The real story behind the big Microsoft and B&N deal

How could Microsoft and Barnes & Noble launch a historic joint venture when they were at each others' throats a few month ago? Read on

I figure the first Windows RT-Nook hybrid will be called a Wookie.

Yesterday, Microsoft and Barnes & Noble surprised the world -- especially the stock market -- with an astounding joint venture that has the potential to change the tablet scene permanently. To understand what really happened, you need to look at the people involved.

Last March Microsoft sued B&N, claiming Nook and Nook Color's Android implementation infringed on Microsoft's patents. "We have tried for over a year to reach licensing agreements with Barnes & Noble, Foxconn, and Inventec," said Horacio Gutierrez, Microsoft vice president and deputy general counsel. "Their refusals to take licenses leave us no choice but to bring legal action to defend our innovations and fulfill our responsibility to our customers, partners, and shareholders to safeguard the billions of dollars we invest each year to bring great software products and services to market."

B&N fought back, filing a countersuit in November that listed more than 100 examples of prior art, rendering Microsoft's patents silly if not untenable. According to the filing, "In addition to the oppressive restrictions and prohibitions in Microsoft's proposed licensing agreement, Microsoft is also demanding exorbitant licensing fees for the use of Android."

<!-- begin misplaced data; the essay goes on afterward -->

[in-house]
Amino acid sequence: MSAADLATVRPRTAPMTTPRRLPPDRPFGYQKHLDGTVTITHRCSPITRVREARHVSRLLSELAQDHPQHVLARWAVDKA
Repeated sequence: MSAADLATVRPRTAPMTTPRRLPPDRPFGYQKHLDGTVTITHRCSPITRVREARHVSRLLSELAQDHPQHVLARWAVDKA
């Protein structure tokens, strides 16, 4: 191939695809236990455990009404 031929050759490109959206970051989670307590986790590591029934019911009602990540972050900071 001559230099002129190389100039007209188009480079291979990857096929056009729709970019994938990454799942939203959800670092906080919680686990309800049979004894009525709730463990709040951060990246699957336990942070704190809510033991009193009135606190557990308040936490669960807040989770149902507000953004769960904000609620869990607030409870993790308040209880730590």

Things went downhill rapidly from there, with B&N divulging numerous details about Microsoft's demands and tactics. The spat wasn't pretty, and it was very public.

Meanwhile, last December Steve Ballmer shocked the mobile world when he removed Andy Lees as president of the Windows Phone Division. As I explained at the time, the move cleared the way for Terry Myerson -- who currently heads the Windows Phone Division, but only has the title of corporate vice president -- to move under Steve Sinofsky, as the Windows Phone effort was slowly absorbed into the Windows borg. I believe that organizational transition is still in progress and will become even more obvious as Windows Phone 8 "Apollo" materializes. Technologically, Windows Phone is joined to Windows 8 at the shoulders and ankles.

At the time, Ballmer announced that Andy Lees would "work for me on a time-critical opportunity focused on driving maximum impact in 2012 with Windows Phone and Windows 8."

See a pattern forming here?

In January, Barnes & Noble officially announced it was looking at spinning off the Nook. "In order to capitalize on the rapid growth of the Nook digital business, and its favorable leadership position in the expanding market for digital content, the company has decided to pursue strategic exploratory work to separate the Nook business... We see substantial value in what we've built with our Nook business in only two years, and we believe it's the right time to investigate our options to unlock that value."

Yesterday Microsoft announced it was investing $300 million in a 17.6 percent stake in the Nook (and College businesses) venture. B&N retained 82.4 percent. At that valuation, the joint venture was valued at $1.7 billion, and B&N's part was valued at more than $1.4 billion. When the markets closed prior to the announcement, B&N's entire market capitalization, for the whole company, was just $800 million.

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